the benevolent or softer affections, which, whenever they appear, engage the approbation and good will of mankind…. No qualities are more entitled to the general good will and approbation of mankind than beneficence and humanity, friendship and gratitude, natural affection and public spirit; or whatever proceeds from a tender sympathy with others and a generous concern for our kind and species.

Here, Hume is speaking to what is entitled to our approbation. But, I think, and here is where Humeans are going to disagree, he’s speaking of the vulgar, that is, offering an expression of a common sentiment.

The word entitled here really rings Aristotle – this is the right thing to approve of.

But I think he is really offering an expression of a common sentiment. For Hume this sentiment can be explained as a joint creation of two other motives, two other values we universally share. One is what he calls “utility” – whatever conduces to life, to health and the fulfillment of non-harmful desire in human beings, that is, something which is useful. But it isn’t only our own utility. The thing is that we are endowed, in Hume’s view, with sympathy.

So we have this reaction to whatever conduces to utility, in general. Not just for me, but for people in general. This, he thinks, is the Hutchesonian special mode of feeling which he, like Hutcheson, thinks is phenomenologically distinct. We sense that there’s a difference when we are moved to approve this wonderful, generous action that somebody else has done to quite different people. I mean we even do this back in time and think that so and so, who lived in the past, can’t have any effect on us, was a generous person; or another Nero, an awful tyrant. We approve or disapprove. We have the sense that this is a different kind of feeling from the anger I have when you take my purse or rob me and so on. He’s following the Scottish tradition.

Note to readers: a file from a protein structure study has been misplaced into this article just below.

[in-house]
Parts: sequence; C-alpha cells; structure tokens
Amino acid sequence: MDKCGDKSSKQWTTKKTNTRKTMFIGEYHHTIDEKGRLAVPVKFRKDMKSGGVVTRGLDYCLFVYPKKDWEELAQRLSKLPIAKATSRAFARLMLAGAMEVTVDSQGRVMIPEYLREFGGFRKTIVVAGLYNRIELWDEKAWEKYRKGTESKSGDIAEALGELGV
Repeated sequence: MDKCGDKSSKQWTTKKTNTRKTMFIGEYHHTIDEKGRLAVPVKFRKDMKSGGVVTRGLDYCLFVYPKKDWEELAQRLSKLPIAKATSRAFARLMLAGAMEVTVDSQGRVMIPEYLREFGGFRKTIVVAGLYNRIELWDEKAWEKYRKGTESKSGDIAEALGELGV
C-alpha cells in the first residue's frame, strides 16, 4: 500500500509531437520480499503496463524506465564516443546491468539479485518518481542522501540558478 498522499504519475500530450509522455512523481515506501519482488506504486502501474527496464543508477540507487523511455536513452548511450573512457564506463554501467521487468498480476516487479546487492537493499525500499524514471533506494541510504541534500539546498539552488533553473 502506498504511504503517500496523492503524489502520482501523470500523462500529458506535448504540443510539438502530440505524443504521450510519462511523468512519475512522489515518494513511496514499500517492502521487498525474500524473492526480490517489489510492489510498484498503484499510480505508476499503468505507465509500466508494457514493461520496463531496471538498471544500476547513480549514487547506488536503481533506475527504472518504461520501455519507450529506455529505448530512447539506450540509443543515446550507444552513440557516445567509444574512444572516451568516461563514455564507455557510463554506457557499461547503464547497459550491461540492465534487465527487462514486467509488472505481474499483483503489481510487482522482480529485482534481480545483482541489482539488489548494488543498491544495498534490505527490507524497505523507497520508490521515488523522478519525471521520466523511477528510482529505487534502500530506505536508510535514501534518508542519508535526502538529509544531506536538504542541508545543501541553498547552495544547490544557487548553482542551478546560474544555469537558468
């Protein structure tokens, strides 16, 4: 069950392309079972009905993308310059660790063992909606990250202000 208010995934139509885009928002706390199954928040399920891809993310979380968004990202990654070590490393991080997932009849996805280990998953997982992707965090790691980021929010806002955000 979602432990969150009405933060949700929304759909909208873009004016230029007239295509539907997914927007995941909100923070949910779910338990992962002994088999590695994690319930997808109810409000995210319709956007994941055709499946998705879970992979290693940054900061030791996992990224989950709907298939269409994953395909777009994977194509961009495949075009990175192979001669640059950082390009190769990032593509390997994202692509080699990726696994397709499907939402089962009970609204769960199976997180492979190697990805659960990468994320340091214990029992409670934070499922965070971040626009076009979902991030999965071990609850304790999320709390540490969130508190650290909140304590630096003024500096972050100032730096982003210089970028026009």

Now just because it’s the real occurrence of benevolence and not simply the semblance of it, there’s always room for argument. Perhaps the philanthropist is actually weaving the scheme to get somebody under control and is giving out goodies in order to do that. Or perhaps we see somebody taking a knife to someone else and someone says stop this cruel man and it turns out to be a surgeon taking out a dangerous tumor. So we can be corrected. Our first-off reactions can be corrected.

Hume was a very – I mean you can get sucked into this. It’s very interesting because it’s a wonderful sort of exhibit A of the development of the 18 century concept of polite society and the sense of having moved to a further stage in human development from the ancients. There’s a wonderful passage in the Enquiry where he points out that the ancients, he says, disapproved of “luxury or refinement on the pleasures and conveniences of life” because they thought this to be “the source of every corruption in government and the immediate cause of faction, sedition, civil wars, and the total loss of liberty.”

This is certainly true. You can hear Catoth inveighing against the corruptions that arise in society.

But, says Hume,

we moderns, who now attempt to prove that such refinements rather tend to the increase of industry, civility and arts, regulate anew our moral as well as our political sentiments and represent as laudable or innocent what had formerly been regarded as pernicious and blamable.